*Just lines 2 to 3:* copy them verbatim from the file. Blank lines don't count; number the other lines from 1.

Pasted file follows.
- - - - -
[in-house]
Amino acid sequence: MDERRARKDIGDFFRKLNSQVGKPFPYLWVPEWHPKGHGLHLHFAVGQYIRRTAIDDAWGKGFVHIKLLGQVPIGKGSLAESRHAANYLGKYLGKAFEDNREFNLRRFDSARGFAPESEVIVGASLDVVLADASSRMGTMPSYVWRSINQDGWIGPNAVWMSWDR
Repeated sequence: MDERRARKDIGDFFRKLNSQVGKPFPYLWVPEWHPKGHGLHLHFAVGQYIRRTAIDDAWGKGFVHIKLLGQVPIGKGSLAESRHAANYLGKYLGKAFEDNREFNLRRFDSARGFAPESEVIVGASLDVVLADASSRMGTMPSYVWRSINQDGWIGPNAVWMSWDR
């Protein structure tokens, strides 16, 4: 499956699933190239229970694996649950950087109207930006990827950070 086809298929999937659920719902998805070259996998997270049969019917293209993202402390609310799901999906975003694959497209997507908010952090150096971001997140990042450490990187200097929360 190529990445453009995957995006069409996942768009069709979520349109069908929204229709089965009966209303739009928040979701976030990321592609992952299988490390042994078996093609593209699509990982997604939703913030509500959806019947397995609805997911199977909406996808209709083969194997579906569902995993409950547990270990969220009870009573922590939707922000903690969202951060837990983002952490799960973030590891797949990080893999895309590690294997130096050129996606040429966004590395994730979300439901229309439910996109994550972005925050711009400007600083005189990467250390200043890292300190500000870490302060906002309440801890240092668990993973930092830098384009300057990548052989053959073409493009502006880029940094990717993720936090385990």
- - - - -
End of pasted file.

Amino acid sequence: MDERRARKDIGDFFRKLNSQVGKPFPYLWVPEWHPKGHGLHLHFAVGQYIRRTAIDDAWGKGFVHIKLLGQVPIGKGSLAESRHAANYLGKYLGKAFEDNREFNLRRFDSARGFAPESEVIVGASLDVVLADASSRMGTMPSYVWRSINQDGWIGPNAVWMSWDR
Repeated sequence: MDERRARKDIGDFFRKLNSQVGKPFPYLWVPEWHPKGHGLHLHFAVGQYIRRTAIDDAWGKGFVHIKLLGQVPIGKGSLAESRHAANYLGKYLGKAFEDNREFNLRRFDSARGFAPESEVIVGASLDVVLADASSRMGTMPSYVWRSINQDGWIGPNAVWMSWDR